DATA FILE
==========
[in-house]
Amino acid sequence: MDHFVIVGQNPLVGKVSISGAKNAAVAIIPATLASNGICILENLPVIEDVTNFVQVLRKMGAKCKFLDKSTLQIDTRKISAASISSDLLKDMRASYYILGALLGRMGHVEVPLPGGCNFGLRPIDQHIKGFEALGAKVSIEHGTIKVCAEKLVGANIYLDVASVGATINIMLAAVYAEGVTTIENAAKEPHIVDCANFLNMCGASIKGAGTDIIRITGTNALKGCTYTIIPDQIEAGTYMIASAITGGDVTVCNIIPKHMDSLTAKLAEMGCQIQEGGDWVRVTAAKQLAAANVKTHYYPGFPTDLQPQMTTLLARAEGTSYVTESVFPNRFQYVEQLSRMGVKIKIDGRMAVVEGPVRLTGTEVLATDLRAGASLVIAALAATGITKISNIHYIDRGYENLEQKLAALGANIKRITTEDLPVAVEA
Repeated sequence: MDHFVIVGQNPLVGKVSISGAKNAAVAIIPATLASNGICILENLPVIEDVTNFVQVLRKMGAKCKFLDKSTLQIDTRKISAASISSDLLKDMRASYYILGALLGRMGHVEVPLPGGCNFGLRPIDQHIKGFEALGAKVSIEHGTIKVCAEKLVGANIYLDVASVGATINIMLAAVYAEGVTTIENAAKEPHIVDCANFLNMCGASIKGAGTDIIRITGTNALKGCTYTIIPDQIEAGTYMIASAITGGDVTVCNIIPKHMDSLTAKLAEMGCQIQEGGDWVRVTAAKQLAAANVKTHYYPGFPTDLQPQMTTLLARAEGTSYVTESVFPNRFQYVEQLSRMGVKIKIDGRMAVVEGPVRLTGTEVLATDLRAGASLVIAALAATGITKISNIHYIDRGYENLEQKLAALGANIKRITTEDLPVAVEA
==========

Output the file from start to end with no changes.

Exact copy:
[in-house]
Amino acid sequence: MDHFVIVGQNPLVGKVSISGAKNAAVAIIPATLASNGICILENLPVIEDVTNFVQVLRKMGAKCKFLDKSTLQIDTRKISAASISSDLLKDMRASYYILGALLGRMGHVEVPLPGGCNFGLRPIDQHIKGFEALGAKVSIEHGTIKVCAEKLVGANIYLDVASVGATINIMLAAVYAEGVTTIENAAKEPHIVDCANFLNMCGASIKGAGTDIIRITGTNALKGCTYTIIPDQIEAGTYMIASAITGGDVTVCNIIPKHMDSLTAKLAEMGCQIQEGGDWVRVTAAKQLAAANVKTHYYPGFPTDLQPQMTTLLARAEGTSYVTESVFPNRFQYVEQLSRMGVKIKIDGRMAVVEGPVRLTGTEVLATDLRAGASLVIAALAATGITKISNIHYIDRGYENLEQKLAALGANIKRITTEDLPVAVEA
Repeated sequence: MDHFVIVGQNPLVGKVSISGAKNAAVAIIPATLASNGICILENLPVIEDVTNFVQVLRKMGAKCKFLDKSTLQIDTRKISAASISSDLLKDMRASYYILGALLGRMGHVEVPLPGGCNFGLRPIDQHIKGFEALGAKVSIEHGTIKVCAEKLVGANIYLDVASVGATINIMLAAVYAEGVTTIENAAKEPHIVDCANFLNMCGASIKGAGTDIIRITGTNALKGCTYTIIPDQIEAGTYMIASAITGGDVTVCNIIPKHMDSLTAKLAEMGCQIQEGGDWVRVTAAKQLAAANVKTHYYPGFPTDLQPQMTTLLARAEGTSYVTESVFPNRFQYVEQLSRMGVKIKIDGRMAVVEGPVRLTGTEVLATDLRAGASLVIAALAATGITKISNIHYIDRGYENLEQKLAALGANIKRITTEDLPVAVEA